Arterial infusion therapy       Number (%)   0.588
Early fluid resuscitation,      Mean (SD)    0.695
mL day (-1)
Intravenous use of
protease inhibitors
 Gabexate mesilate              Number (%)   0.024 (*)
 Nafamostat mesilate            Number (%)   0.482
 Urinastatin                    Number (%)   0.643
Antithrombin III                Number (%)   0.043 (*)
Use of prophylactic
 Meropenem                      Number (%)   0.734
 Imipenem                       Number (%)   0.881
 Other                          Number (%)   0.973
Days of intensive care          Mean (SD)    0.817
Days of hospital stay           Mean (SD)    0.559
 28 day                         Number (%)   0.158
 60 day                         Number (%)   0.036 (*)

(*) p<0.05. Statistically significant p-value determined by chi-squared
test. SD: standard deviation

Table 2. Multiple logistic regression analysis of administered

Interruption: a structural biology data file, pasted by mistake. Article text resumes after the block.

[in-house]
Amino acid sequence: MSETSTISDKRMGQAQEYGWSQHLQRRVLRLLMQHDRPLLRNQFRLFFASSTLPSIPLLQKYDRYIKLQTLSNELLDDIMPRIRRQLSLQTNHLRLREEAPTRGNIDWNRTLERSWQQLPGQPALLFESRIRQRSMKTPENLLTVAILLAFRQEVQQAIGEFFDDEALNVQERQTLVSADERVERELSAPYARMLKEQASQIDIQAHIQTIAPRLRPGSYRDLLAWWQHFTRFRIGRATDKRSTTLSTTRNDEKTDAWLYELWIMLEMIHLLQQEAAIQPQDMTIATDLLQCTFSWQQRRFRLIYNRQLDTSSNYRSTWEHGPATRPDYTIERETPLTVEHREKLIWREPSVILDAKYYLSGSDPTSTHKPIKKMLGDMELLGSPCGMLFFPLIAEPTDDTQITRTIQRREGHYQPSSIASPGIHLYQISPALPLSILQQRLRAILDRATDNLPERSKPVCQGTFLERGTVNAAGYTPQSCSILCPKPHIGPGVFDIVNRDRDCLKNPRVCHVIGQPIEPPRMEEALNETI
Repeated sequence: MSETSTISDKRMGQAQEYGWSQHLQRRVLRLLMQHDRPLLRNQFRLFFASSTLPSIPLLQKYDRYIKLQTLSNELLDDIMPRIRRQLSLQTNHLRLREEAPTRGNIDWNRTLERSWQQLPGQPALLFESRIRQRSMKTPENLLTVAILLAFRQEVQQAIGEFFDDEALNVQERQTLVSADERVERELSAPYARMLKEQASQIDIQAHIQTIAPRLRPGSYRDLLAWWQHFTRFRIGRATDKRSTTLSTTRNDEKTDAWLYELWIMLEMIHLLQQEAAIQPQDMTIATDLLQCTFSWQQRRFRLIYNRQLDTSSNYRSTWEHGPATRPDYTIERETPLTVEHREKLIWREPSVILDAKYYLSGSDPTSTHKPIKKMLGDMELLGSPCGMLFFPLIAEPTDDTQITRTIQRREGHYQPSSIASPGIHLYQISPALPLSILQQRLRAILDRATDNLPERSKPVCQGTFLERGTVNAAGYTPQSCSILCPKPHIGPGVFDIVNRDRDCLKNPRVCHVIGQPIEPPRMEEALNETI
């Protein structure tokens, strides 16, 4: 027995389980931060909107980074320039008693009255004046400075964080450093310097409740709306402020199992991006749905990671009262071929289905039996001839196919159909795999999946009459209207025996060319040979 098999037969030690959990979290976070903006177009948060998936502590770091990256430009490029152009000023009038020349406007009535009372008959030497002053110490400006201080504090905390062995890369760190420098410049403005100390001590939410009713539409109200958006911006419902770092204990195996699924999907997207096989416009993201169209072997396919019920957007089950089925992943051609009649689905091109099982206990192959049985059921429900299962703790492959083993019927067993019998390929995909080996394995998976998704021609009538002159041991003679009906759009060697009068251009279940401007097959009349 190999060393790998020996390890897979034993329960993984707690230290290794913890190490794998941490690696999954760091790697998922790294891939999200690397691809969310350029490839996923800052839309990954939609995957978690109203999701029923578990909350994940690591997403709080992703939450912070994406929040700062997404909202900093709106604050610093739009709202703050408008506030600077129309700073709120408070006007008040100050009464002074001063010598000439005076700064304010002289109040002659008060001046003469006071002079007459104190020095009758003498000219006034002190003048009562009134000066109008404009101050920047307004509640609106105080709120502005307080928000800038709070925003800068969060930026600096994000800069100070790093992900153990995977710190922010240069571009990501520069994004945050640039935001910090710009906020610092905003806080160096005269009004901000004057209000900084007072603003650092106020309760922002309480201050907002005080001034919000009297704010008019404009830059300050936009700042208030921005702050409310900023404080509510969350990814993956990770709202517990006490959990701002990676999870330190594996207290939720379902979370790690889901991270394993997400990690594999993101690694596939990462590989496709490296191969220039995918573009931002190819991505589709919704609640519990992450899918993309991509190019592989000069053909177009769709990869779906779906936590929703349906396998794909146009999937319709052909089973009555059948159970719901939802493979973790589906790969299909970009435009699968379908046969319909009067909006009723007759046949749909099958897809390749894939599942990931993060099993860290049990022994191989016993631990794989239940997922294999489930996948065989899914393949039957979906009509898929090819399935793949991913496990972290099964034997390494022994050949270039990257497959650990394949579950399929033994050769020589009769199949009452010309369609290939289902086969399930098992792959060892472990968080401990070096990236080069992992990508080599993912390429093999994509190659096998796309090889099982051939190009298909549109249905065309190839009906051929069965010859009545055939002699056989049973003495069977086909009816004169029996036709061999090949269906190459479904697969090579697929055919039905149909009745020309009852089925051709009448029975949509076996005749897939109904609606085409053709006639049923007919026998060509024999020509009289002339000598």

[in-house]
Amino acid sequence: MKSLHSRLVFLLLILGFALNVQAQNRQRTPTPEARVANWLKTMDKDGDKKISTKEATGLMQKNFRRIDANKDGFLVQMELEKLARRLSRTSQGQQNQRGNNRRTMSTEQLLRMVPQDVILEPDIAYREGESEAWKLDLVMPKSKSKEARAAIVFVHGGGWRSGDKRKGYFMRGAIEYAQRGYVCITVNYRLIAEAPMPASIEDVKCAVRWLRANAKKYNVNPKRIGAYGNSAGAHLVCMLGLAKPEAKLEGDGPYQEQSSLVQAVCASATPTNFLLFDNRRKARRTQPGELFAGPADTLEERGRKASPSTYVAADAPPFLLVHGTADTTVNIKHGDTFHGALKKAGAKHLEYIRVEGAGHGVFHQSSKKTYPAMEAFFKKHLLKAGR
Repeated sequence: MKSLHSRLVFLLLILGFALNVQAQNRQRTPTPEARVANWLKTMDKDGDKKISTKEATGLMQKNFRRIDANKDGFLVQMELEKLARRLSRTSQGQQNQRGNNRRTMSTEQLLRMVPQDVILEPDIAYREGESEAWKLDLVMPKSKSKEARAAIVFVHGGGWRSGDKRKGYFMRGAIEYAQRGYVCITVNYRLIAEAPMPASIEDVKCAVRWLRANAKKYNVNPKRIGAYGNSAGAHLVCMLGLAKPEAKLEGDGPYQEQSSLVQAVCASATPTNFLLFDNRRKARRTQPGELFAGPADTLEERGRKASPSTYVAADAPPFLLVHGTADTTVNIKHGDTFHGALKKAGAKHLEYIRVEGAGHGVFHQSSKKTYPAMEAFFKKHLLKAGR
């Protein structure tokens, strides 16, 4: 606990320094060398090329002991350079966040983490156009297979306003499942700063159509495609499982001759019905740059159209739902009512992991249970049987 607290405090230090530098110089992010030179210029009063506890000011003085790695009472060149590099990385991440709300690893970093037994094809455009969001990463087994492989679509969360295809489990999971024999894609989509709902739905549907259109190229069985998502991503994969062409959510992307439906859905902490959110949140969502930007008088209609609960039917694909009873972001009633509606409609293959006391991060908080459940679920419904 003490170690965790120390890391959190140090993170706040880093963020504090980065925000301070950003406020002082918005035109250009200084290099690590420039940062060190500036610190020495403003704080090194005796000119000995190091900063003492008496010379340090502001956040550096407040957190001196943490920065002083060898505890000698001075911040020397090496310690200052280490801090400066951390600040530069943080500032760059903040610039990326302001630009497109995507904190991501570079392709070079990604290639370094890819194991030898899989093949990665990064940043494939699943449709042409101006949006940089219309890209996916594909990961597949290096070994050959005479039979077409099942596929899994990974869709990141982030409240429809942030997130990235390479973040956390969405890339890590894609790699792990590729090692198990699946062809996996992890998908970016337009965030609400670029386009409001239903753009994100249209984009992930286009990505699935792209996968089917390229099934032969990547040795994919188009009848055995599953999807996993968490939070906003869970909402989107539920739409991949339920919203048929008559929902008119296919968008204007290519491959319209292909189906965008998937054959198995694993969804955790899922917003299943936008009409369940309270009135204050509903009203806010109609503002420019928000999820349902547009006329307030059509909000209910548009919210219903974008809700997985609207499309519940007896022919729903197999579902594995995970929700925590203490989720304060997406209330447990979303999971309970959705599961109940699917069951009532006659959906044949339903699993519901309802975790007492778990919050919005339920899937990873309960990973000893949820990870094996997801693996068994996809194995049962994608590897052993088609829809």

pharmacological treatments associated with the 60-day survival in
patients with disseminated intravascular coagulation due to severe
acute pancreatitis

                    Survivors   Dead                      Odds
Variables           n=22        n=16     B     SE     Ratio    95% CI

rTM                 11           2      1.26   0.56   12.46  1.80-159.98
Gabexate mesilate   15          12      0.42   0.50    2.34  0.35-21.03
Nafamostat           3           1      0.44   0.67    2.39  0.21-62.40
Urinastatin          3           3     -0.17   0.51    0.71  0.09-5.33
Antithrombin III    12           8     -0.36   0.41    0.49  0.09-2.31

Variables              p

rTM                 0.009 (*)
Gabexate mesilate   0.385
Nafamostat          0.496
Urinastatin         0.734
Antithrombin III    0.375

(*) p<0.05. Statistically significant P-value determined by logistic
regression. Note: Odds ratio for all variables were given in reference
to no-use of respective pharmacological agent. The Nagelkerke's
R-square of the model was 0.25. B: estimated coefficient; SE: standard
error; CI: confidence interval
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Title Annotation:Original Article Intensive Care
Author:Yano, Takeshi; Taniguchi, Masahiko; Shirasaka, Tetsuro; Tsuneyoshi, Isao
Publication:Turkish Journal of Anaesthesiology and Reanimation
Geographic Code:9JAPA
Date:Aug 1, 2019